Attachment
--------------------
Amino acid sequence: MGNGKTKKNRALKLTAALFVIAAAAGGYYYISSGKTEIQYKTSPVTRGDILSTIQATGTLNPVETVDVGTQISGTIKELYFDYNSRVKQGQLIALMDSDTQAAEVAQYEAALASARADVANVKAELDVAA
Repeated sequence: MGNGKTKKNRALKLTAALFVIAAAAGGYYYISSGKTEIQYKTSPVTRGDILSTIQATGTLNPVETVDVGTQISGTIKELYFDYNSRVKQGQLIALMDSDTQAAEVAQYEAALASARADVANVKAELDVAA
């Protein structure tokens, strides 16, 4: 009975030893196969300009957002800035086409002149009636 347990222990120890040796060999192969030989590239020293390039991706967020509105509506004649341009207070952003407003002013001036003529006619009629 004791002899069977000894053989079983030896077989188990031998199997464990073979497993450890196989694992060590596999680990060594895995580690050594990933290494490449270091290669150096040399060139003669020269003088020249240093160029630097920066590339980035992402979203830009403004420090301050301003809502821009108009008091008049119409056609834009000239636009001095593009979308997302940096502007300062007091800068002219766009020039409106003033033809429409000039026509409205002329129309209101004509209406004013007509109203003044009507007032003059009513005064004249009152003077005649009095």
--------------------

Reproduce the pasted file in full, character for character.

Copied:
Amino acid sequence: MGNGKTKKNRALKLTAALFVIAAAAGGYYYISSGKTEIQYKTSPVTRGDILSTIQATGTLNPVETVDVGTQISGTIKELYFDYNSRVKQGQLIALMDSDTQAAEVAQYEAALASARADVANVKAELDVAA
Repeated sequence: MGNGKTKKNRALKLTAALFVIAAAAGGYYYISSGKTEIQYKTSPVTRGDILSTIQATGTLNPVETVDVGTQISGTIKELYFDYNSRVKQGQLIALMDSDTQAAEVAQYEAALASARADVANVKAELDVAA
């Protein structure tokens, strides 16, 4: 009975030893196969300009957002800035086409002149009636 347990222990120890040796060999192969030989590239020293390039991706967020509105509506004649341009207070952003407003002013001036003529006619009629 004791002899069977000894053989079983030896077989188990031998199997464990073979497993450890196989694992060590596999680990060594895995580690050594990933290494490449270091290669150096040399060139003669020269003088020249240093160029630097920066590339980035992402979203830009403004420090301050301003809502821009108009008091008049119409056609834009000239636009001095593009979308997302940096502007300062007091800068002219766009020039409106003033033809429409000039026509409205002329129309209101004509209406004013007509109203003044009507007032003059009513005064004249009152003077005649009095």